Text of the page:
MONTREAL, May 14 /CNW Telbec/ - Quebec's exports are forecast to decline
by 15 per cent in 2009 before rising modestly by 2 per cent in 2010, according
to a provincial export outlook by Export Development Canada (EDC).
"While the weaker Canadian dollar may take away some of the sting, Quebec
exporters will still be bruised by the financial crisis, the bursting of the
US housing bubble, and plummeting commodity prices," said Peter Hall, Chief
Economist of EDC.
The outlook for industrial goods, which accounts for 37 per cent of the
province's total export picture, is defined by tumbling commodity prices and
resulting mine, smelter, and mill closures and cutbacks.
Most important to Quebec is the price of aluminium, which is projected to
average USD 1,900/tonne in 2009 after averaging over USD 2,500/tonne in 2008.
Almost all of Quebec's exports of aluminium go to the automotive and housing
industries in the U.S., both of which have been especially hard hit in the
The chemicals industry, also extremely vulnerable to U.S. weakness, will
continue to struggle after experiencing accelerated decline towards the end of
2008. Overall, Quebec's industrial goods exports are forecast to drop by 28
per cent in 2009, before regaining a modest 10 per cent in 2010.
"Our anticipated modest rebound in exports in 2010 is largely driven by a
recovery in the price of base metals and chemicals. Exports of certain types
of machinery and equipment will also rise, benefiting from the U.S. fiscal
stimulus. At the same time, a modest rebound in U.S. consumer demand will lift
shipments of automobiles and trucks."
The forestry sector, accounting for 14 per cent of the province's total
exports, remains challenged and is expected to see foreign sales decline by 5
per cent in 2009. While U.S. housing starts may finally find a bottom in 2010,
newsprint volumes will continue to be weak, suggesting little pricing support
in the pulp segment. Overall, forestry sector exports are expected to contract
a further 3 per cent in 2010.
The U.S. is the destination market for more than sixty percent of Quebec
aerospace exports, so weak U.S. demand will adversely impact the bottom line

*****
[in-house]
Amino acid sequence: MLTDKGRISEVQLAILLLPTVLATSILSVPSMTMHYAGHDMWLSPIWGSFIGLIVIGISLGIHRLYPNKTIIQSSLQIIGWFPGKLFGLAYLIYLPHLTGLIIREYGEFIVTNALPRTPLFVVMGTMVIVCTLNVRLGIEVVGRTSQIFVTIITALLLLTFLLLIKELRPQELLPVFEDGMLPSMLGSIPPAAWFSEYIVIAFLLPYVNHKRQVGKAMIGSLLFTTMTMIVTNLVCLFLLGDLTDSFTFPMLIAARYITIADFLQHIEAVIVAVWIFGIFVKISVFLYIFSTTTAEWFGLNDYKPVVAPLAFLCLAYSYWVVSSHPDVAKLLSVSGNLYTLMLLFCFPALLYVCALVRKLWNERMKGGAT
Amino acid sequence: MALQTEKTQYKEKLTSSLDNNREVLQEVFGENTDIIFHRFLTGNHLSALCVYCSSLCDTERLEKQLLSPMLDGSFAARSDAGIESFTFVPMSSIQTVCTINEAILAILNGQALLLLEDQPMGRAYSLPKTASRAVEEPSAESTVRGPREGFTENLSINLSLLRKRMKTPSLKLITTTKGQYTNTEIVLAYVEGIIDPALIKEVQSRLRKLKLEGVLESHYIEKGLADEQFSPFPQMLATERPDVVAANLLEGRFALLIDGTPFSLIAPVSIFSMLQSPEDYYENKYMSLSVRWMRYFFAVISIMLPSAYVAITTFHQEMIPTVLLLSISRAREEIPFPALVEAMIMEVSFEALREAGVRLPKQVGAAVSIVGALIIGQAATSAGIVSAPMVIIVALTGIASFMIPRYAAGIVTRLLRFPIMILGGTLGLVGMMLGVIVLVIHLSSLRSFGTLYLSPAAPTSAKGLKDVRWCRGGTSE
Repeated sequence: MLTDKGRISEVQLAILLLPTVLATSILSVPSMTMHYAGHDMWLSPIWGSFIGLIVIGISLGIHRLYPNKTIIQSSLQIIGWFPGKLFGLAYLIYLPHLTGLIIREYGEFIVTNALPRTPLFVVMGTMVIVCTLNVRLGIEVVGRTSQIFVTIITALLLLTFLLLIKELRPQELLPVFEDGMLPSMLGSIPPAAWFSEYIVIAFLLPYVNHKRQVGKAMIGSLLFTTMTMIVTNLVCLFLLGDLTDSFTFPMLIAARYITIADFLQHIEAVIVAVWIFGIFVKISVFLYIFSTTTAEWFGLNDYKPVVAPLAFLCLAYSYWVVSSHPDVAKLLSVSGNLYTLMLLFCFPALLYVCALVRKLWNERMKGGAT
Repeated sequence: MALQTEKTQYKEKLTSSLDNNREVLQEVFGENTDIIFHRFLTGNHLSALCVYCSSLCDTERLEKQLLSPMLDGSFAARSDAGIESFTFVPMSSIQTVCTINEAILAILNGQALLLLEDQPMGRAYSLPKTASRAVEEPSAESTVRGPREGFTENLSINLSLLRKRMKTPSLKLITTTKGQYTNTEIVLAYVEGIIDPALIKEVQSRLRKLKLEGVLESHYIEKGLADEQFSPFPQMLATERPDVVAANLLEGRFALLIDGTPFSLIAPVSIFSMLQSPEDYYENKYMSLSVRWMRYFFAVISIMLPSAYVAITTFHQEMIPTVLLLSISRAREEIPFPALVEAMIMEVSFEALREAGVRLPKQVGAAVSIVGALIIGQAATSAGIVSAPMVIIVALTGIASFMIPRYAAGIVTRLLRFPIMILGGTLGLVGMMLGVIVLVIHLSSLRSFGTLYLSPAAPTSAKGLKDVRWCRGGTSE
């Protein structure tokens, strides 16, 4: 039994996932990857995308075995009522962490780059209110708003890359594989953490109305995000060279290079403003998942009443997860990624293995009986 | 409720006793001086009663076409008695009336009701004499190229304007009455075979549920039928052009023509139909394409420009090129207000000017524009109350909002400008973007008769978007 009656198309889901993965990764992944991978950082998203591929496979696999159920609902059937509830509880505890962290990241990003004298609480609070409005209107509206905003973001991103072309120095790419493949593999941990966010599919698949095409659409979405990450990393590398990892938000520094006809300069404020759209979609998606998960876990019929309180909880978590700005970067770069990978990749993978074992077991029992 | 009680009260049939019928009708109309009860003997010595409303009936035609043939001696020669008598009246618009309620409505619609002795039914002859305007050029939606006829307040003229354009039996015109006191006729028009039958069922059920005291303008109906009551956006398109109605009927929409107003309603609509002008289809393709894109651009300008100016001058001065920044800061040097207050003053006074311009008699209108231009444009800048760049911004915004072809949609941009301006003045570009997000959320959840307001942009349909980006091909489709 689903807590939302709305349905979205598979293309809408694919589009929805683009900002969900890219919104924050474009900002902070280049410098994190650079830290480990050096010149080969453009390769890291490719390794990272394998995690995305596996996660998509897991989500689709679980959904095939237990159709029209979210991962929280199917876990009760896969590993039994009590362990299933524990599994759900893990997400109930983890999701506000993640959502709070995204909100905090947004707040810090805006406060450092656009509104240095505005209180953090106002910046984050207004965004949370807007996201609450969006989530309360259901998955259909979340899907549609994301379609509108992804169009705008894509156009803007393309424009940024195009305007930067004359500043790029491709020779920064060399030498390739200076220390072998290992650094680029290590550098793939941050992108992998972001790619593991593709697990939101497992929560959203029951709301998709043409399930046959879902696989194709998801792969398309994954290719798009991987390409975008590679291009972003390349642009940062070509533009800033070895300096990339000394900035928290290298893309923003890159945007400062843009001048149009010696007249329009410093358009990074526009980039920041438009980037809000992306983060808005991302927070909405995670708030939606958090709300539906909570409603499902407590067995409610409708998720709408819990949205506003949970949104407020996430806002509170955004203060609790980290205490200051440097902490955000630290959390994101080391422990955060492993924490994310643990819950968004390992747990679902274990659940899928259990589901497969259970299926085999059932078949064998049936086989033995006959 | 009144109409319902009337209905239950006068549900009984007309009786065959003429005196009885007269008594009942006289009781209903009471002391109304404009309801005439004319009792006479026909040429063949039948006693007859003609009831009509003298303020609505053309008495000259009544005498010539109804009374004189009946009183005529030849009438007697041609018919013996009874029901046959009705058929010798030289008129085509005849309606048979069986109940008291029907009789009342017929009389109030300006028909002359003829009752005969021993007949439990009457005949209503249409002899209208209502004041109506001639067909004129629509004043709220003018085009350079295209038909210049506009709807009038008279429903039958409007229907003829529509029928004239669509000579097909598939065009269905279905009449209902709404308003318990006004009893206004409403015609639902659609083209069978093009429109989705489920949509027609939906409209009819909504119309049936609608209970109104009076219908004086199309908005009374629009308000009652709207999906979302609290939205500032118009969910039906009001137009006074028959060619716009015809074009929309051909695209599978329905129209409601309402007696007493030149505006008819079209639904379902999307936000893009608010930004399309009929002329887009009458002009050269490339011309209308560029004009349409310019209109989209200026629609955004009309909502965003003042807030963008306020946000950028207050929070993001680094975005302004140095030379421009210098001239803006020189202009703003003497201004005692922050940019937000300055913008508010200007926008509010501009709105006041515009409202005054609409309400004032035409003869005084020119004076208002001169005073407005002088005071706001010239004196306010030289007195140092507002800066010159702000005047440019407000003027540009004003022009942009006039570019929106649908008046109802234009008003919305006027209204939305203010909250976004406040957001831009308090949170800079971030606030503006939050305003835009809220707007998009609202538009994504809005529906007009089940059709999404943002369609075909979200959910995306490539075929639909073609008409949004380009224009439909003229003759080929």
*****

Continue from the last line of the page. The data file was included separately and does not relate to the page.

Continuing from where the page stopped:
going forward. While there remains a backlog of orders, softening demand that
began toward the end of last year will show up in weak deliveries through
2010. Exchange rate gains will see export receipts remain flat this year, but
this will mask a large double-digit drop in physical shipments. In 2010,
current cancellations will result in a 9 per cent drop in exports.
Canadian exports are forecast to decline by 22 per cent in 2009 before
rebounding by 7 per cent in 2010. Nationally, economic growth is expected to
decline by 2 per cent in 2009 with a slight increase of 1.7 per cent in 2010.
Internationally, EDC is forecasting a 1.3 per cent decline in 2009 and 2.3 per
cent increase in 2010 in global GDP. EDC's Global Export Forecast is available
EDC is Canada's export credit agency, offering innovative commercial
solutions to help Canadian exporters and investors expand their international
business. EDC's knowledge and partnerships are used by more than 8,300
Canadian companies and their global customers in up to 200 markets worldwide
each year. EDC is financially self-sustaining, a recognized leader in
financial reporting and economic analysis, and has been recognized as one of
Canada's Top 100 Employers for eight consecutive years.
For further information:
For further information: Phil Taylor, Export Development Canada, (613)
598-2904, Blackberry: email@example.com